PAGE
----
Ischemia/reperfusion (I/R) injury is the cascade of events leading to neuronal injury and death. It involves NO, excitatory amino acids, cytokine and free radical release, mitochondrial respiratory enzyme damage, induction of programmed cell death, and activation of microglia [103]. It is known that redox imbalance, inflammation, and apoptosis are the major mechanisms of I/R injury [104]. TQ shows potential activity against I/R injury and neuronal damage. Five days before ischemia, TQ (5 mg/kg) administered orally and sustained during reperfusion attenuated forebrain ischemia-induced neuronal damage. TQ treatment significantly diminishes the dead hippocampal neuronal cell number (24% in TQ-treated versus 77% for ischemia), thereby supporting TQ’s protective role in I/R injury. Accordingly, TQ also shows an effect against oxidative stress [105]. Moreover, treatment with TQ (10 mg/kg i.p.) for seven days before induction of spinal cord I/R injury improves neurological outcomes. Specifically, TQ produces effect against oxidative stress and neuroinflammation and also reduces the motor neuron apoptosis. TQ treatment also shows preservation of tissue structure [50]. With this, after TQ administration via the noninvasive nasal route of TQ mucoadhesive nanoemulsion improves neurobehavioral activity (locomotor and grip strength) was observed in middle cerebral artery occlusion-induced cerebral ischemia [106]. Additionally, in a rodent cerebral I/R model, TQ-loaded PLGA-chitosan nanoparticles optimized delivery through the nose-to-brain route exhibit the neuroprotective efficacy against cerebral ischemia [107].

4.2.5. Schizophrenia Model

The mental disorder, schizophrenia, is characterized by severe cognitive impairment, as well as positive and negative symptoms such as hallucination, delusion, thought disorders, apathy, and social withdrawal [108, 109]. Moreover, regarding the adverse effects of available antipsychotic medications, recent investigations have focused on the search for well-tolerated, safe molecules from natural sources to control the severity and progression of the disorder [110]. A potential role of TQ in combating schizophrenia has been described. With this, TQ demonstrates potential activity against schizophrenia in mouse models. In one study for 28 days, i.p. doses of TQ (20 mg/kg) were administered. The pretreatment of TQ alone and in combination with haloperidol led to observed cataleptic behavior. Moreover, in an apomorphine-induced climbing behavior model, the administration of TQ significantly reduces the ultimate time taken for single climb and climbing index. TQ reduces scopolamine-induced prolongation of transfer latency. However, a significant rise in possible alternation was observed, suggesting its antiamnesic effects. TQ possesses antiamnesic effect with a decrease in acetylcholinesterase (AChE) enzymatic activity in mouse brain. Decreased concentration of thiobarbituric acid reactive substance (TBARS) and the rise in glutathione and CAT levels were observed in all models [40]. Additionally, TQ administration also reduces dopamine levels, indicating the involvement of dopamine receptors in all three models, hence, demonstrating its antipsychotic-like activities [40].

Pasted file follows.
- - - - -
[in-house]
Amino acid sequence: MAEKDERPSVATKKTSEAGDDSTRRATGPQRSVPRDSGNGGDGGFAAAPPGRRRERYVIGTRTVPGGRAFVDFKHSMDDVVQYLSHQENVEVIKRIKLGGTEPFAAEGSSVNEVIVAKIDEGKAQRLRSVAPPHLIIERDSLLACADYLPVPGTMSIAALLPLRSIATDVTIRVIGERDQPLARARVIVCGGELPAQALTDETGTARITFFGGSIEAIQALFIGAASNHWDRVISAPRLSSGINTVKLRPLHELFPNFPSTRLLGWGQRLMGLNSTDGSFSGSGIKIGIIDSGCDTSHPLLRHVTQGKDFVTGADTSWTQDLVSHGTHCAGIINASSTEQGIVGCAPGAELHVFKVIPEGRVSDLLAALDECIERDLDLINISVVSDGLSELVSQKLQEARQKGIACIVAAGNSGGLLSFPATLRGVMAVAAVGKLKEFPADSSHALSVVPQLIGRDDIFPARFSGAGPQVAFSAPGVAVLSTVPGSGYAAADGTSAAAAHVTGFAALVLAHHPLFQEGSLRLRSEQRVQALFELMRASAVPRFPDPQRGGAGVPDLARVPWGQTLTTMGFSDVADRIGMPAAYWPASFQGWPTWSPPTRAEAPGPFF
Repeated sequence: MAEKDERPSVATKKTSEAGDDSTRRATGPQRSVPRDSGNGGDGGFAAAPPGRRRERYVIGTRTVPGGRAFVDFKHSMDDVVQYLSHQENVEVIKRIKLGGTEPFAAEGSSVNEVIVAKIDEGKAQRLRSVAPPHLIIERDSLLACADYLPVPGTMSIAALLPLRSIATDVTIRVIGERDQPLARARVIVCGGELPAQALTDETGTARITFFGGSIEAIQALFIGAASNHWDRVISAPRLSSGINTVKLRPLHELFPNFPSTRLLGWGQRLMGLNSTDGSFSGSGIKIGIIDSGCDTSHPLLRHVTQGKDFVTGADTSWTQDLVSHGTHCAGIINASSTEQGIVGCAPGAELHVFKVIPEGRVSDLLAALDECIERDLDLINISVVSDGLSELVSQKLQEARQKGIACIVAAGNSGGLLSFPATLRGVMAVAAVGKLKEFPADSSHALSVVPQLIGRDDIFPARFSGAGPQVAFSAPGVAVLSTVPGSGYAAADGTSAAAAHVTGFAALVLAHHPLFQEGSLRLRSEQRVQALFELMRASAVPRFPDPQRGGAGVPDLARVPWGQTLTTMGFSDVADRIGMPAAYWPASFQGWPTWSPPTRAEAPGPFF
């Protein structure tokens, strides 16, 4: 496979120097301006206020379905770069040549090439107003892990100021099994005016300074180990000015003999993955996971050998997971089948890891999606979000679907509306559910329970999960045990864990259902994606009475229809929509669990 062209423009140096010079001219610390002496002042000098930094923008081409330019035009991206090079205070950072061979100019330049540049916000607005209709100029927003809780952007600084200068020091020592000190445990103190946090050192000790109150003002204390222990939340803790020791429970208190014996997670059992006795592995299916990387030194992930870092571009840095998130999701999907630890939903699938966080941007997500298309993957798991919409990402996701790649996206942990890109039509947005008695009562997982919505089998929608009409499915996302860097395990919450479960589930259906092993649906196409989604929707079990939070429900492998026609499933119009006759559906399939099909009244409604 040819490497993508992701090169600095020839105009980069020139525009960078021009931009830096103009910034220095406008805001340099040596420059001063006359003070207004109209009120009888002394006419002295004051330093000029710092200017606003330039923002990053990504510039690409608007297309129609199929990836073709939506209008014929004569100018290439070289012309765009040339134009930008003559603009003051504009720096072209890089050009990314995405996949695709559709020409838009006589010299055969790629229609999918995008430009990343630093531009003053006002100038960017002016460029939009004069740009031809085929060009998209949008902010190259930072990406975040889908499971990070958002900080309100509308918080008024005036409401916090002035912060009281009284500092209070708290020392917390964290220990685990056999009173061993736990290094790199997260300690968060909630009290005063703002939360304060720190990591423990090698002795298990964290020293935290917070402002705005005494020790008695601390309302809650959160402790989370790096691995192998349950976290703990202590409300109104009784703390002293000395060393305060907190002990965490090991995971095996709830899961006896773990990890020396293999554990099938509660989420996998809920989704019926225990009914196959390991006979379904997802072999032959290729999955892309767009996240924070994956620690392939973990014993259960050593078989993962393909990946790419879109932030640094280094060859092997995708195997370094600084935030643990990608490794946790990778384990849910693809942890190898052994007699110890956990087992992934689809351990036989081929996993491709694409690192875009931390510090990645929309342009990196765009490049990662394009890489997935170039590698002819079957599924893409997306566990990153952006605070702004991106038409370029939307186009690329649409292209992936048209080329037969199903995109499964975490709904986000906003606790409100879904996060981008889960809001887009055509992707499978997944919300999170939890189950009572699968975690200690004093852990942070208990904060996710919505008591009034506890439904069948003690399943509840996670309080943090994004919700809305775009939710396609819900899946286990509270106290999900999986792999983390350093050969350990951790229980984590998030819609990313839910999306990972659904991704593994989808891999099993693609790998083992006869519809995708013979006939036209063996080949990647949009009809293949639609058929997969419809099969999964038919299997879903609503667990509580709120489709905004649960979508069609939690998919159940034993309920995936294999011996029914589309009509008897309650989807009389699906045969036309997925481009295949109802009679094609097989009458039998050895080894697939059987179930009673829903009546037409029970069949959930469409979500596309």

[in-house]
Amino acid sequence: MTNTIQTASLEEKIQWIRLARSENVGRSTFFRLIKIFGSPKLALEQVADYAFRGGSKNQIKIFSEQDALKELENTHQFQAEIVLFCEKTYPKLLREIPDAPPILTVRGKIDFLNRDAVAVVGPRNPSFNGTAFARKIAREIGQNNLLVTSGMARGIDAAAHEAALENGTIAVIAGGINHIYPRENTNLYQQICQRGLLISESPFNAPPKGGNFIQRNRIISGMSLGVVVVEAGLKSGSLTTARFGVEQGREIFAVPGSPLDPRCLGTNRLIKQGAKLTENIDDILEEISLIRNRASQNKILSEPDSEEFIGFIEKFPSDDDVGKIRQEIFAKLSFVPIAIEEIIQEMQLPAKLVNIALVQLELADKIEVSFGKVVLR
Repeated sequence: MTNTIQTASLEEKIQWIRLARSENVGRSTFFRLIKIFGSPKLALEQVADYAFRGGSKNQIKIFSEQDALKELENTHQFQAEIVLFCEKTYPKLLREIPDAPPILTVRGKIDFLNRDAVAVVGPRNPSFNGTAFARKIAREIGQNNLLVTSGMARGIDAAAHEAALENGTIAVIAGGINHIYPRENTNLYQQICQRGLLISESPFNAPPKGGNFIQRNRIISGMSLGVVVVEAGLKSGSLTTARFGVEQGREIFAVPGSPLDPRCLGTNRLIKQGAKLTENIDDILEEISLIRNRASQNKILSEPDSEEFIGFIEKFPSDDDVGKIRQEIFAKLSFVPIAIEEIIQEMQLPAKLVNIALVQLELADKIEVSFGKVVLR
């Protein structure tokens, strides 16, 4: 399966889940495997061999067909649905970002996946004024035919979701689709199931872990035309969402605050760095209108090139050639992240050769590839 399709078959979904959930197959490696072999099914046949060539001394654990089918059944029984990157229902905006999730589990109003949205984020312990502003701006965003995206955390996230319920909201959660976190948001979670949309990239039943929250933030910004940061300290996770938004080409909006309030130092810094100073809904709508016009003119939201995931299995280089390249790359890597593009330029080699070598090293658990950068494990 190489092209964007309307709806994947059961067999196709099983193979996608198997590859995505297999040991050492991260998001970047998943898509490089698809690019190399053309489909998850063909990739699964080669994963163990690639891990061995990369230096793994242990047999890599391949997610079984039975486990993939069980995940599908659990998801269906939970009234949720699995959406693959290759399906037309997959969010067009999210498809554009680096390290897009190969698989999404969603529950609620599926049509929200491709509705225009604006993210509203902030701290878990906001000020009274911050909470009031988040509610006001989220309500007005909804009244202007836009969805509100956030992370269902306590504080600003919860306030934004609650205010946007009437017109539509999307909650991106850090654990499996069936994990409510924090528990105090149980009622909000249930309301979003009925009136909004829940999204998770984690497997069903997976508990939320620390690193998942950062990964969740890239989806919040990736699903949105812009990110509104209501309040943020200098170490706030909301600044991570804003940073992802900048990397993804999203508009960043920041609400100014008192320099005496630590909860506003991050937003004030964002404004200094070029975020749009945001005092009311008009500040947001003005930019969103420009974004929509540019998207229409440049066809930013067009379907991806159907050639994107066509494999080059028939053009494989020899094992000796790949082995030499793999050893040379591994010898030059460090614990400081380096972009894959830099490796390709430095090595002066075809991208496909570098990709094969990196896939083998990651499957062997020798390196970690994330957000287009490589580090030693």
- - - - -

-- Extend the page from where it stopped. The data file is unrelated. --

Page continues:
4.2.6. Model of Epilepsy

Epilepsy is a brain disorder characterized by convulsive seizures or loss of consciousness or both and induced by a complex of neurotransmitter systems [111, 112]. There is growing interest in the use of natural sources to find treatments.